The healthcare industry runs on the minimum necessary standard, where only people who need access to information can get it. This authorized access is a large part of that standard, as healthcare facilities need to ensure that only people with the authority and necessity to access data can do so. Employing technology such as two-factor authentication and complex password requirements can help limit unauthorized access.
A weak link can put an entire system at risk — and that often involves the devices that hook up to your network. Technology like smartphones, laptops, tablets, and medical equipment can all be threats when you don’t manage them properly. One way to mitigate the threat of cybersecurity issues with healthcare devices is to enlist application controls, which specify a “whitelist” that grants access to authorized devices.
It’s crucial to encrypt data during various stages, including the time it spends untouched in a server. By encrypting data in the “at rest” state, it’s protected during a breach. It’s also necessary to encrypt data while in transit, such as when data is being sent to someone outside of the network or throughout the facility.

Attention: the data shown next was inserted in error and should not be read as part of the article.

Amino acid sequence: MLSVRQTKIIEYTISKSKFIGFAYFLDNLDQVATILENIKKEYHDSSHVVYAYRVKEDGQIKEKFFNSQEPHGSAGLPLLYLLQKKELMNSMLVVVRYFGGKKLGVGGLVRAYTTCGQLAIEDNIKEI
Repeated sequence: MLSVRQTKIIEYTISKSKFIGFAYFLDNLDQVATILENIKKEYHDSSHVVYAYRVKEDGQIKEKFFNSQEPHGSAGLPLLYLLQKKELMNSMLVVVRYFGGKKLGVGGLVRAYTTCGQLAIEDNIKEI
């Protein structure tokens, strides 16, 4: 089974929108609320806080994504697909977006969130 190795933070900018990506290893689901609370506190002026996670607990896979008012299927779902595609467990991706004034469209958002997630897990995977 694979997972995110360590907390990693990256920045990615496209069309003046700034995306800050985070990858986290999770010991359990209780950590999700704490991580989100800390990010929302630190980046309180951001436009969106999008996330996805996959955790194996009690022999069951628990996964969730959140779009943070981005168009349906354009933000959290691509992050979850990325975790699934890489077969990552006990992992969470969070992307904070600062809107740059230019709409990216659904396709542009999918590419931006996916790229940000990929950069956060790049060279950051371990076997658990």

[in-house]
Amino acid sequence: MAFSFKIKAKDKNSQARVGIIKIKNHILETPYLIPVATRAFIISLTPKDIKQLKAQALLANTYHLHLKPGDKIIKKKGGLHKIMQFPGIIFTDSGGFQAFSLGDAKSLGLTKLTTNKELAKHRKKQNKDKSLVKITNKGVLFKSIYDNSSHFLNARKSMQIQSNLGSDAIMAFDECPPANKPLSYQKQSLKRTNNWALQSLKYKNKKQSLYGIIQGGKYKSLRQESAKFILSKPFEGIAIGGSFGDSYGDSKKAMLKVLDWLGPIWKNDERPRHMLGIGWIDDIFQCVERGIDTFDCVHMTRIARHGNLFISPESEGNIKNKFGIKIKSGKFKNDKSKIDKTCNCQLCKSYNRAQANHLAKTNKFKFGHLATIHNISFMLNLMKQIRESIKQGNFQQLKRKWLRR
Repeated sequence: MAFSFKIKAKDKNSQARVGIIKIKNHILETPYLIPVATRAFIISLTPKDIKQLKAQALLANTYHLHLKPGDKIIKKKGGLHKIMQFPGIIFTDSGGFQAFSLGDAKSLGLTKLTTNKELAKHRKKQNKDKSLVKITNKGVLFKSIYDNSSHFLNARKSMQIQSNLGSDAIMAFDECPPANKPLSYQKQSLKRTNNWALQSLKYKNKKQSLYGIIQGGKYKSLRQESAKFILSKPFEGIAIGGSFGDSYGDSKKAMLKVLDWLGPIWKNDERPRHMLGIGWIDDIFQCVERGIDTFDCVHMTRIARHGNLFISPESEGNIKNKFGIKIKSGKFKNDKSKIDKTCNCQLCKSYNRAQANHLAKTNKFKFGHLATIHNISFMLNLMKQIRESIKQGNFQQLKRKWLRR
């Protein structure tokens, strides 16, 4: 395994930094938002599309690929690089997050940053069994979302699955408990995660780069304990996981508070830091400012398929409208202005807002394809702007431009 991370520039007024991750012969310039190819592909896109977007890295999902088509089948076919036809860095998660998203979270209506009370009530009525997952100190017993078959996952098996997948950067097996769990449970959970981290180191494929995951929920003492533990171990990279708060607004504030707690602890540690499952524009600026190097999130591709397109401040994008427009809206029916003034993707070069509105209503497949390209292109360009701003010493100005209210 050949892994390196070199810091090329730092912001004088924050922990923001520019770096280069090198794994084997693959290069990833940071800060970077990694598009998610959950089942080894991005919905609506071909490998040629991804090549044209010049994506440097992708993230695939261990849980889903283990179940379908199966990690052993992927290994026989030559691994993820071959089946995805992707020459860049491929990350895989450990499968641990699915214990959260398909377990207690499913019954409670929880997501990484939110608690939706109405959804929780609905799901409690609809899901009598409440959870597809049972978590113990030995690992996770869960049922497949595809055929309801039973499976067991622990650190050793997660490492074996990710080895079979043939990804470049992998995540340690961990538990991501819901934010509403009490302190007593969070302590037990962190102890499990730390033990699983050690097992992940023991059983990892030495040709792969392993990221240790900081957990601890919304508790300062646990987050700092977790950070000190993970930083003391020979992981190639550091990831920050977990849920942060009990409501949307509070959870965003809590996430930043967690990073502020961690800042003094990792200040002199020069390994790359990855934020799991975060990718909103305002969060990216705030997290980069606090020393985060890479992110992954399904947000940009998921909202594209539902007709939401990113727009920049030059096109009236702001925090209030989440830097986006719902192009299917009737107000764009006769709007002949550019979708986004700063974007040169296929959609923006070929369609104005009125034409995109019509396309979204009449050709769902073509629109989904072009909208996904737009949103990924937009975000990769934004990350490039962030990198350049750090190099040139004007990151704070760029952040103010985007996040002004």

No facility is the same. Therefore, risk assessments help qualify the areas that require your practice’s particular attention. Pursuing risk assessments also documents the measures you’ve taken to prevent data incidents. A comprehensive assessment should be performed regularly to keep pace with a changing business environment and an evolving technological landscape.
As the healthcare industry embraces technology and the needs of consumers, electronic payment solutions are a key part of modern-day practice management. With both finances and HIPAA involved, you need to ensure your electronic payment provider abides by all regulatory requirements and continuously adapts to changes in the IT and healthcare industries. These providers have the important role of keeping both PHI and patient financial data secure.
For a long-trusted payment processor with robust cybersecurity and compliance tools, consider Rectangle Health. The Practice Management Bridge® platform allows you to accept a range of patient payments, including Text to Pay, tap to pay, digital wallets, Card on File, online payments, and payment plans. These options are available on a system that’s fully HIPAA compliant and utilizes finance industry protections like Point-to-Point Encryption (P2PE), Address Verification Systems (AVS), and EMV compliance for complete peace of mind.